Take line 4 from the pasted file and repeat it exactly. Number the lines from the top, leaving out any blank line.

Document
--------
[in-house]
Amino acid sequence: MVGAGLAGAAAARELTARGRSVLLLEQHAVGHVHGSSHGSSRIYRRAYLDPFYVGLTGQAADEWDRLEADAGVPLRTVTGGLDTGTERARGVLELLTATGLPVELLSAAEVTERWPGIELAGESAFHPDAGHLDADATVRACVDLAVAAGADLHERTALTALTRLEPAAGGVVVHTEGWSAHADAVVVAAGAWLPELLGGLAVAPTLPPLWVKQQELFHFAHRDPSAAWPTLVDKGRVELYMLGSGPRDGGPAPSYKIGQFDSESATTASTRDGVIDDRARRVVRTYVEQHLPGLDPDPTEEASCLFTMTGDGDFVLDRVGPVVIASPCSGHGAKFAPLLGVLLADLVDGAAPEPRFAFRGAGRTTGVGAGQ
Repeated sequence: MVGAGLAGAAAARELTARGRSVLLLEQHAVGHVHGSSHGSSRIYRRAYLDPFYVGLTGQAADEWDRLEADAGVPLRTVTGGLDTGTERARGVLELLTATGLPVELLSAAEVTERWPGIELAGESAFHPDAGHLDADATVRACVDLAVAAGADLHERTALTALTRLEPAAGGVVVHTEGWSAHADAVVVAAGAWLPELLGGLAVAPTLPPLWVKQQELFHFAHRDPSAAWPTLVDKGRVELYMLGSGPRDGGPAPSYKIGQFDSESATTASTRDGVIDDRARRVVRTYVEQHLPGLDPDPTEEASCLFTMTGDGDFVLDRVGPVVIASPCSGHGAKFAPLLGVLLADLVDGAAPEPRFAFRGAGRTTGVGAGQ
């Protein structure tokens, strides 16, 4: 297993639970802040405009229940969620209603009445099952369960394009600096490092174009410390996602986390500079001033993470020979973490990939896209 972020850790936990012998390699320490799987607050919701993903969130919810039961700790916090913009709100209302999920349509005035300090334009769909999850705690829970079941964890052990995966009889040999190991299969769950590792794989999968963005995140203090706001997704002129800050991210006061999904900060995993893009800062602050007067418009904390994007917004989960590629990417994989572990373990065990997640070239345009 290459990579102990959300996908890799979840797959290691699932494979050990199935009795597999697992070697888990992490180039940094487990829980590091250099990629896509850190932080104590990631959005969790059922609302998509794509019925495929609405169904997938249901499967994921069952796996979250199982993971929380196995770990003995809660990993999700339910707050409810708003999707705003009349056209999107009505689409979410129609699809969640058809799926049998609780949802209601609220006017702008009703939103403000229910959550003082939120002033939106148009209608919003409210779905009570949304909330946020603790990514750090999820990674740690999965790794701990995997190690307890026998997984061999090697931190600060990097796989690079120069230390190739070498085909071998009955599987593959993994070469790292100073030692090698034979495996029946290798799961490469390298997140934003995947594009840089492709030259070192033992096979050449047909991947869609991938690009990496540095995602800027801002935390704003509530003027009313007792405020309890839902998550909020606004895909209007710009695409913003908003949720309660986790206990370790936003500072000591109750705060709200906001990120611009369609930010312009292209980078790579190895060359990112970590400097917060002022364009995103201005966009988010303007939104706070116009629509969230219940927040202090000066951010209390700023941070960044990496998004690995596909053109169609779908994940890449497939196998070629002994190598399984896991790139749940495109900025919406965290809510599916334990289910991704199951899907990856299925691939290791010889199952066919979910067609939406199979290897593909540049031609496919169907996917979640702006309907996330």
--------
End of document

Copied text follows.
């Protein structure tokens, strides 16, 4: 297993639970802040405009229940969620209603009445099952369960394009600096490092174009410390996602986390500079001033993470020979973490990939896209 972020850790936990012998390699320490799987607050919701993903969130919810039961700790916090913009709100209302999920349509005035300090334009769909999850705690829970079941964890052990995966009889040999190991299969769950590792794989999968963005995140203090706001997704002129800050991210006061999904900060995993893009800062602050007067418009904390994007917004989960590629990417994989572990373990065990997640070239345009 290459990579102990959300996908890799979840797959290691699932494979050990199935009795597999697992070697888990992490180039940094487990829980590091250099990629896509850190932080104590990631959005969790059922609302998509794509019925495929609405169904997938249901499967994921069952796996979250199982993971929380196995770990003995809660990993999700339910707050409810708003999707705003009349056209999107009505689409979410129609699809969640058809799926049998609780949802209601609220006017702008009703939103403000229910959550003082939120002033939106148009209608919003409210779905009570949304909330946020603790990514750090999820990674740690999965790794701990995997190690307890026998997984061999090697931190600060990097796989690079120069230390190739070498085909071998009955599987593959993994070469790292100073030692090698034979495996029946290798799961490469390298997140934003995947594009840089492709030259070192033992096979050449047909991947869609991938690009990496540095995602800027801002935390704003509530003027009313007792405020309890839902998550909020606004895909209007710009695409913003908003949720309660986790206990370790936003500072000591109750705060709200906001990120611009369609930010312009292209980078790579190895060359990112970590400097917060002022364009995103201005966009988010303007939104706070116009629509969230219940927040202090000066951010209390700023941070960044990496998004690995596909053109169609779908994940890449497939196998070629002994190598399984896991790139749940495109900025919406965290809510599916334990289910991704199951899907990856299925691939290791010889199952066919979910067609939406199979290897593909540049031609496919169907996917979640702006309907996330």